By LILITH VAN RY

Mohan the Sumatran tiger reclining in the Asian Forests Sanctuary in the Point Defiance Zoo and Aquarium (LILITH VAN RY / La Plaza Photo)

There are many declining animal populations around the planet today, but one of the most endangered species is the Sumatran tiger. Sumatran tigers made their home in the Sunda Islands of Indonesia. Due to their extinction on Bali (1937) and Java (1950s), the only Sunda tiger left is the Sumatran. It is estimated that there are less than 400 Sumatran Tigers left in both their natural habitat and in captivity.

Typically, Sumatran tigers will live to be 15-20 years old in the wild and may reach 25 years old within captivity. There have been breeding programs within zoos to try and increase the populations, but while this approach is successful, it tends to be slow growing. Tigers breed very well in captivity, but as tigers are classified as a k-strategist species, they will typically have one to three cubs and spend multiple years raising these cubs until they reach maturity.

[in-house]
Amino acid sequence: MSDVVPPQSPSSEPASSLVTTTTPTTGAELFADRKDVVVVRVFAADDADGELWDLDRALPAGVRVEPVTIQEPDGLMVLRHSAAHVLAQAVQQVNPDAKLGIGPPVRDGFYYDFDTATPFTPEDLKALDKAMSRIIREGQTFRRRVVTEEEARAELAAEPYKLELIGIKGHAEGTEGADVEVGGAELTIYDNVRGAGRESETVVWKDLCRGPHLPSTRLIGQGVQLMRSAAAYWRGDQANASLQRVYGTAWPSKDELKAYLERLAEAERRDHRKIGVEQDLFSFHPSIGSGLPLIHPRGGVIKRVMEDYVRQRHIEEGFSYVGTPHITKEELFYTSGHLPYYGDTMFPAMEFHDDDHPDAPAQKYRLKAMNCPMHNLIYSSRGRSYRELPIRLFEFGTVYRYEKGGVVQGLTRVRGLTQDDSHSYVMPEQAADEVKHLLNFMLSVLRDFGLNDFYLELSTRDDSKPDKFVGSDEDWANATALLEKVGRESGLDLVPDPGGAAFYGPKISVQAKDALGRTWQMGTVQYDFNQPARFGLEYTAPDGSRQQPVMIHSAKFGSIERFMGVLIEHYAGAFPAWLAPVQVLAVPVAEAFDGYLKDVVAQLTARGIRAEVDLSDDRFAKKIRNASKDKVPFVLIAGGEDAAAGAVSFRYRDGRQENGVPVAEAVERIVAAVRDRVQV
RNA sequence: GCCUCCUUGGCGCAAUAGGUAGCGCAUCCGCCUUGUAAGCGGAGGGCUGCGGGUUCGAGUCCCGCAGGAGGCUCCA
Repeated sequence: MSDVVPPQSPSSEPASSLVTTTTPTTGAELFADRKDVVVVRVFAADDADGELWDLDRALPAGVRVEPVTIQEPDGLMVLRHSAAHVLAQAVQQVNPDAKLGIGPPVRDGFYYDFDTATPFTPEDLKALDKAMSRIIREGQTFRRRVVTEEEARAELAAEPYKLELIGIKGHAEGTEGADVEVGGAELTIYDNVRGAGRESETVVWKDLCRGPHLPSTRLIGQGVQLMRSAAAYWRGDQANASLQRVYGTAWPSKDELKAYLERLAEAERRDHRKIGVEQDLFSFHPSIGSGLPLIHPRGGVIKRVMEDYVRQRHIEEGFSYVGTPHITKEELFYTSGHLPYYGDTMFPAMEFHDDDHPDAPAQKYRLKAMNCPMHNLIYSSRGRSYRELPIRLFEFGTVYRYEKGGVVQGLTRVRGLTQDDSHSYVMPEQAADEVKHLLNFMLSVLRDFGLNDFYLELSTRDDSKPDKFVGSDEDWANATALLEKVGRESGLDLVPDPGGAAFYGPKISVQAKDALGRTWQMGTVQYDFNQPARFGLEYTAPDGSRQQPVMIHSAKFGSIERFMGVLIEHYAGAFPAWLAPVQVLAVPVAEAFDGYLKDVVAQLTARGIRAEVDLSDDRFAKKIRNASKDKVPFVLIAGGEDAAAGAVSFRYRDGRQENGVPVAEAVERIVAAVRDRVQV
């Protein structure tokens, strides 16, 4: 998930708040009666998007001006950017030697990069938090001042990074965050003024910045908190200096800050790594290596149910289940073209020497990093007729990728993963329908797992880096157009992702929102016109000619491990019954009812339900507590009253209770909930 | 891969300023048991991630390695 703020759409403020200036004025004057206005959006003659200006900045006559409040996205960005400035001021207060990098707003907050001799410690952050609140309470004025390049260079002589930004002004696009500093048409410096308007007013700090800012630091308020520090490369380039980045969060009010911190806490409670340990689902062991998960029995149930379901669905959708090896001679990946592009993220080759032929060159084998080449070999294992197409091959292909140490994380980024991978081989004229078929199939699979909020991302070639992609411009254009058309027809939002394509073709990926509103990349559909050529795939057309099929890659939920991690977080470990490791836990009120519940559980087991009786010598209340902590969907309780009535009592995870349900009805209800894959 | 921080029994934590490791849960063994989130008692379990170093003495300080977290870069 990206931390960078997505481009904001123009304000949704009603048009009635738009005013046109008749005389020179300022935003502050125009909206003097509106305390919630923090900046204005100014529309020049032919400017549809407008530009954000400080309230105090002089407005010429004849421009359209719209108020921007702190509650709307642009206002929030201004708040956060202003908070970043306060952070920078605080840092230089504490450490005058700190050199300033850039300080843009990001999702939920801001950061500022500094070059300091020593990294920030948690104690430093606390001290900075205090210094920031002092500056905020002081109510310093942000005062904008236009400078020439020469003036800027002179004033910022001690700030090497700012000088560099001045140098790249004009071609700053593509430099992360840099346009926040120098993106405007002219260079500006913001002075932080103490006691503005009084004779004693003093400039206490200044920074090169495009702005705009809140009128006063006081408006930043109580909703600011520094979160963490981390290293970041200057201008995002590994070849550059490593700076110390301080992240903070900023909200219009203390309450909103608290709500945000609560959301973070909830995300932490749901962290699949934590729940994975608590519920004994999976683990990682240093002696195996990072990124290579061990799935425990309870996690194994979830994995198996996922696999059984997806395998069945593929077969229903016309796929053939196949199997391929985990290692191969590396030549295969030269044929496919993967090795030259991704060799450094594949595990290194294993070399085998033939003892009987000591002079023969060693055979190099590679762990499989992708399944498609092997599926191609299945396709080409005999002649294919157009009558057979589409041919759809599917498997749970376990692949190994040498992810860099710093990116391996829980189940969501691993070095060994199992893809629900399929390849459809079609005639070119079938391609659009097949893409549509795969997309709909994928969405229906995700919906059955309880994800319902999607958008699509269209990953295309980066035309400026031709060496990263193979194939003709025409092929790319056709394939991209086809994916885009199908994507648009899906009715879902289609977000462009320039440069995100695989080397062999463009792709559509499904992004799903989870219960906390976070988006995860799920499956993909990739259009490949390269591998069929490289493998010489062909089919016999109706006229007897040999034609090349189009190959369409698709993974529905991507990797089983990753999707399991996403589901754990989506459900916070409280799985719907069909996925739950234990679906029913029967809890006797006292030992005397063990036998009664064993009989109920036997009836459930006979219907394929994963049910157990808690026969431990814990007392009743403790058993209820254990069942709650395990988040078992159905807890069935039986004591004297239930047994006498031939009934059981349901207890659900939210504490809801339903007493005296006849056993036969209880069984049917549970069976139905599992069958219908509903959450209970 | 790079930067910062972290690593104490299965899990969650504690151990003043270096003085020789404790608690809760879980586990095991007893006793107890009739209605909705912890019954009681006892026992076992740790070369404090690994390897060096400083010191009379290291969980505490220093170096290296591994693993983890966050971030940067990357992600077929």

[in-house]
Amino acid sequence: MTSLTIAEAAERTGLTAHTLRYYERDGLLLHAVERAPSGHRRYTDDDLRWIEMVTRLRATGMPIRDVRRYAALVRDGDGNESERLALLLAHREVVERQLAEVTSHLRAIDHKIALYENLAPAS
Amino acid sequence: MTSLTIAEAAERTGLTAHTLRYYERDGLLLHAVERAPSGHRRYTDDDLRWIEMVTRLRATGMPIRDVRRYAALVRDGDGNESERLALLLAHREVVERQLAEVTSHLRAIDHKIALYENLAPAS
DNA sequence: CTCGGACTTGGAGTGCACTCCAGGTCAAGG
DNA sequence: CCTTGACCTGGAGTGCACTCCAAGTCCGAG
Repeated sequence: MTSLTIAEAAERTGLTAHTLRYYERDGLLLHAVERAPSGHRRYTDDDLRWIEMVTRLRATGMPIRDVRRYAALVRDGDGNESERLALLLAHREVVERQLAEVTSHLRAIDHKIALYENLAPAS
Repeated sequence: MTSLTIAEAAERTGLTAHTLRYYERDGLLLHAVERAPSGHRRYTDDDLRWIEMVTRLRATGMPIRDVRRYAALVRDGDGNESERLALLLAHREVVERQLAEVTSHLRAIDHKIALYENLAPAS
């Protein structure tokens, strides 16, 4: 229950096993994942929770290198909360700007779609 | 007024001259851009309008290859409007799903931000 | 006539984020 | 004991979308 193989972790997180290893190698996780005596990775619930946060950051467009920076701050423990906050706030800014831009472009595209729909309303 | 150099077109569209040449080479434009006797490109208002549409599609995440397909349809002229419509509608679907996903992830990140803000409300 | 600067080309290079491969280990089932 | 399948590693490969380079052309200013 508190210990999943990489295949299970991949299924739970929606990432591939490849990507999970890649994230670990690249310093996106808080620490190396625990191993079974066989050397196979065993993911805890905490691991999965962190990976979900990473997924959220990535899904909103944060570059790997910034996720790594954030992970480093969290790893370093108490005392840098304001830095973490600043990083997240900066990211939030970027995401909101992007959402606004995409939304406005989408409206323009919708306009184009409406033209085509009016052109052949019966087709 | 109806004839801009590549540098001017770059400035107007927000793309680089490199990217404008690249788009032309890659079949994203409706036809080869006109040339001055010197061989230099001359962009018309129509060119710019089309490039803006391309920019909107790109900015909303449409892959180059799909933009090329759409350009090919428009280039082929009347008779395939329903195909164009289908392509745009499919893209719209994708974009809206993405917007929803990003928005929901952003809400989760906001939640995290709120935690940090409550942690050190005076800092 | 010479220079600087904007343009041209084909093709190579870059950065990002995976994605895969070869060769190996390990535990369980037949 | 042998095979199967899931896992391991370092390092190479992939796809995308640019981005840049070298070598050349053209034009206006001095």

In the wild, many cubs will not make it to maturity as many factors threaten its survival.  Loss of habitat, a lack of water, poaching and males looking to mate with the female, are all dangers to Sumatran Tigers when breeding in the wild.  

In the last 22 years alone, Sumatra has lost over 50% of its forests in which much of the cleared land is being used to produce agricultural products, such as coffee and palm oil. Tigers, when found on the farm land, are captured and carried off, or killed on sight as a safety precaution. This has vastly reduced the population size of the Sumatrans. 

Mohan joined The Point Defiance Zoo and Aquarium in Tacoma, WA in 2017, and was one of five Sumatran tigers in the Asian Forest Sanctuary.  In 2017, all the Sumatran tigers at PDZA were siblings, thus could not breed. Mohan was brought from the Sacramento Zoo to attempt artificial insemination with Kali, a four year old female. Though the two did not successfully have cubs, Mohan was still a highly valued part of the zoo.  

At 15 years old, Mohan was euthanized on Jan. 27, 2020 due to kidney disease, arthritis and high blood pressure. Having lived all his life in captivity, this is a very young age, and his loss will be felt throughout the Tacoma community, as well as the global Sumatran community.

With so few remaining Sumatran tigers, it is imperative that people start taking serious action so another majestic species of tiger isn’t lost forever.

Lea este artículo en español aquí: https://laplaza.press/2020/01/28/global-community-feels-the-loss-of-the-sumatran-tiger-mohan/